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Archive for Thursday, November 1, 1990

ELECTION TAB

November 1, 1990

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Republican

Q. If elected, what will be your top three priorities for this office?

A. Many issues confront Kansas as we swing into full gear in the 1990s: the environment, social spending, education and the crime and drug problem.

Each of these would be priorities for my next administration, as well as continuing the momentum on the state highway program. However, our top priority after November will be property tax relief.

A. Do you support action on the part of the state to reduce property taxes? How would you propose to make up lost revenues if property taxes are reduced?

A. There is no doubt that Kansans want and deserve property tax relief. The question on this issue is really who has proposed the most fair solution to this problem. My opponent has proposed to put a sales tax on feed, seed, fertilizer, fuel and livestock, just to name a few. She would use this money to provide property tax relief. The Kansas Farm Bureau estimates these new taxes would cost Kansas agriculture more than $300 million, essentially a 20 percent tax increase.

I believe this is irresponsible, and would have an adverse impact on our farmers and producers.

I believe the most fair solution is an across the board decrease in property taxes with a 1 cent increase in the state sales tax. The revenue generated from the sales tax increase would be returned to school districts in the form of increased state aid. In turn, the school districts would have to reduce their mill levies, resulting in a reduction in property taxes.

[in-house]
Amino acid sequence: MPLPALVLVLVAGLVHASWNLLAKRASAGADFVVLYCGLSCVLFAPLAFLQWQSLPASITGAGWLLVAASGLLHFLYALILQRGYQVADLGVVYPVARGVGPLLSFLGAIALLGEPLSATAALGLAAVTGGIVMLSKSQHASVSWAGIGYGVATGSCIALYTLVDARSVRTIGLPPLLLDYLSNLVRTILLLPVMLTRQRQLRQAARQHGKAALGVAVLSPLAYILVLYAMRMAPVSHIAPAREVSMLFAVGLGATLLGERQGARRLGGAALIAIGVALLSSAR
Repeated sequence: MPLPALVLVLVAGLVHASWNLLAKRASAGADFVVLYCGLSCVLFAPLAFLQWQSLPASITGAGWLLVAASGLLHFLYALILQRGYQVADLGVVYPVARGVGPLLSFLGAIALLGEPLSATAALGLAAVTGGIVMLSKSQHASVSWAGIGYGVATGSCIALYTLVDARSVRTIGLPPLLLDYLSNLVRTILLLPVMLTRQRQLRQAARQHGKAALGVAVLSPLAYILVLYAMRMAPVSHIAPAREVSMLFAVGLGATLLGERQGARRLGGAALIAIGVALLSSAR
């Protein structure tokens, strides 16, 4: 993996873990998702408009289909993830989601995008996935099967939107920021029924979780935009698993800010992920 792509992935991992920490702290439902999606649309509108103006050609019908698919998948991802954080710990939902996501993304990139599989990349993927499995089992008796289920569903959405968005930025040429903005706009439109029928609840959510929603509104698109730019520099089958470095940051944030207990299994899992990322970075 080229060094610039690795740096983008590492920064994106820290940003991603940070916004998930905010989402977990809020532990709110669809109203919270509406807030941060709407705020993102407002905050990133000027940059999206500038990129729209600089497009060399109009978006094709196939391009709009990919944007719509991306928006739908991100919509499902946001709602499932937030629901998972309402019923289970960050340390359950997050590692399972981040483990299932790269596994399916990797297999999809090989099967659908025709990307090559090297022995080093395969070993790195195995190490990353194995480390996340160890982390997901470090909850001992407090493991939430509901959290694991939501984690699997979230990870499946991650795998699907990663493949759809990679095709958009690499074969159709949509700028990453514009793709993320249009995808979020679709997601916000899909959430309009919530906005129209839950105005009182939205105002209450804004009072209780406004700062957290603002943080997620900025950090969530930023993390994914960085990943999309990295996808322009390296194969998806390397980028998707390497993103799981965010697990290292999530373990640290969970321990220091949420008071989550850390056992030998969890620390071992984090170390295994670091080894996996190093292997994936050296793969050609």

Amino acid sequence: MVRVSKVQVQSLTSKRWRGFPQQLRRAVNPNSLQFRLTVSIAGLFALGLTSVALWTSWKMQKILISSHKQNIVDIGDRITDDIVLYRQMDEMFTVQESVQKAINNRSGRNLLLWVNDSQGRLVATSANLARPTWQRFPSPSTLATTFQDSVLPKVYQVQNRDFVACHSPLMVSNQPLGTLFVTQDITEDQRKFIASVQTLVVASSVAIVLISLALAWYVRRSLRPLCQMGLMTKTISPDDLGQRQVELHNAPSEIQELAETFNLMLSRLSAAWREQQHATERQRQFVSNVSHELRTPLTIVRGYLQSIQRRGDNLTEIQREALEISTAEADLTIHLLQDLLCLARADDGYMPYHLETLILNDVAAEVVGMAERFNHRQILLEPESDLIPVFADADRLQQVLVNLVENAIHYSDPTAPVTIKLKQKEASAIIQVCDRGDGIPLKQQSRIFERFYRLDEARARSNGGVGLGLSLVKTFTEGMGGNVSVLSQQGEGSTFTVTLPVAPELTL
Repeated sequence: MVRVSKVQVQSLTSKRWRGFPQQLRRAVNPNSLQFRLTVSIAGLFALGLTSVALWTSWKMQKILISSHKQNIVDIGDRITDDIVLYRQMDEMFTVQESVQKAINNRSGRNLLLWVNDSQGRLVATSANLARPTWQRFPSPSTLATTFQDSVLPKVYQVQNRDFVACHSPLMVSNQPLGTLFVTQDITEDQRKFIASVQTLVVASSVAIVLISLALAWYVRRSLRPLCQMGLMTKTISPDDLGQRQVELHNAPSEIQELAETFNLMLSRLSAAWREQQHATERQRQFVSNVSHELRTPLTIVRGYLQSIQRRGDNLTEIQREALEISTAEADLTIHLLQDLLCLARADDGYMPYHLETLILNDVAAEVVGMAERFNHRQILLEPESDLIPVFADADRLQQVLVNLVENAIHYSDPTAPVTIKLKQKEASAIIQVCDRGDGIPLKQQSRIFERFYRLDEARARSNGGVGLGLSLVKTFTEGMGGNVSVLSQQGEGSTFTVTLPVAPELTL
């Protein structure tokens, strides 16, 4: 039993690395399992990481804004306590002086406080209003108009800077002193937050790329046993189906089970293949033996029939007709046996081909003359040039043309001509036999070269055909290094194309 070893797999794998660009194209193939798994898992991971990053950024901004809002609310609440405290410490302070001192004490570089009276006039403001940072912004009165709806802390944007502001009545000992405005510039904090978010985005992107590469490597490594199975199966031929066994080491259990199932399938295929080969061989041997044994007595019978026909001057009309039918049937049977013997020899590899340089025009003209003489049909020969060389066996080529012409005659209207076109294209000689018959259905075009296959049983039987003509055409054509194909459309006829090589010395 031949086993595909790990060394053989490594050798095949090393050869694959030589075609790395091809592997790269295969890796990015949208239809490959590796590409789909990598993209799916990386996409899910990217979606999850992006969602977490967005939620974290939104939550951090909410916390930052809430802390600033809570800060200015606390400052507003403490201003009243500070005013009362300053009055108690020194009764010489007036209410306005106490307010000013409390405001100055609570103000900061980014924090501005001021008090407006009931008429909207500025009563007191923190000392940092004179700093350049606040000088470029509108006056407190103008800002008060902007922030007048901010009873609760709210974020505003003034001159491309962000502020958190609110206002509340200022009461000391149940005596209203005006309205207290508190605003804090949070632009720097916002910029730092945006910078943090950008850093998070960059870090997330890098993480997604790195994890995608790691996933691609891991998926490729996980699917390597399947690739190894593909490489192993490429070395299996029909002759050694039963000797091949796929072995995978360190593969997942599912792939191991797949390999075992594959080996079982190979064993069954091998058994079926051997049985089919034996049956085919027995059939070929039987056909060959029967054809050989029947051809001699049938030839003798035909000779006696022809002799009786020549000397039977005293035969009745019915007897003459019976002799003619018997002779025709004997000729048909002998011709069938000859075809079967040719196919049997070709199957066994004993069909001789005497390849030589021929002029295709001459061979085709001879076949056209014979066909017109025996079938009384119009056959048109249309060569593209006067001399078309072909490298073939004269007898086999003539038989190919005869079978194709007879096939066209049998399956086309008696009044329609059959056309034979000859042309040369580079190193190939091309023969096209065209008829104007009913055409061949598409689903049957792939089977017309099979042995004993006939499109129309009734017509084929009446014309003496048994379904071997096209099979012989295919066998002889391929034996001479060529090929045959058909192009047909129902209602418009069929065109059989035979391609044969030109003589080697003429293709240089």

Q. What restrictions, if any, should be placed on abortion in Kansas?

A. I believe the question of women's choice on the issue of abortion is one that should be left to the individual and not the government. I do favor a parental notification bill for minor children, 15 and under. This would include notification of just one parent and would have a judicial bypass mechanism.

Q. The Kansas Department of Social and Rehabilitation Services is facing increased demands on its resources. How will the state be able to handle those demands? Do you think added tax revenues are needed, do you think eligibility requirements for some services need to be tightened, do you think some programs need to be eliminated or do you think no changes are needed?

A. I hope that the 1990 Legislative Interim Committee which is currently studying the increasing demands on the Department of SRS, will be able to make recommendations in more than one area. The area where the greatest financial problem exists is rising health care costs. If they can make significant recommendations in how to deal with these costs, that would be very significant.

Q. What do you think is the most pressing problem facing state universities? Do you think state universities are adequately funded, particularly in regard to faculty salaries?

A. I am proud to have increased higher education funding by more than $100 million during my administration. I am equally proud to have strongly supported the funding of the first two years of the Margin of Excellence program. I am committed to funding the third year of the Margin and believe we should look at various revenue sources that would fund the third year of this important program, including increasing the cigarette tax.

I also realize that we must look beyond the final year of the Margin of Excellence to address future needs of our state's universities and will continue to provide the necessary leadership to ensure a brighter future for our universities.

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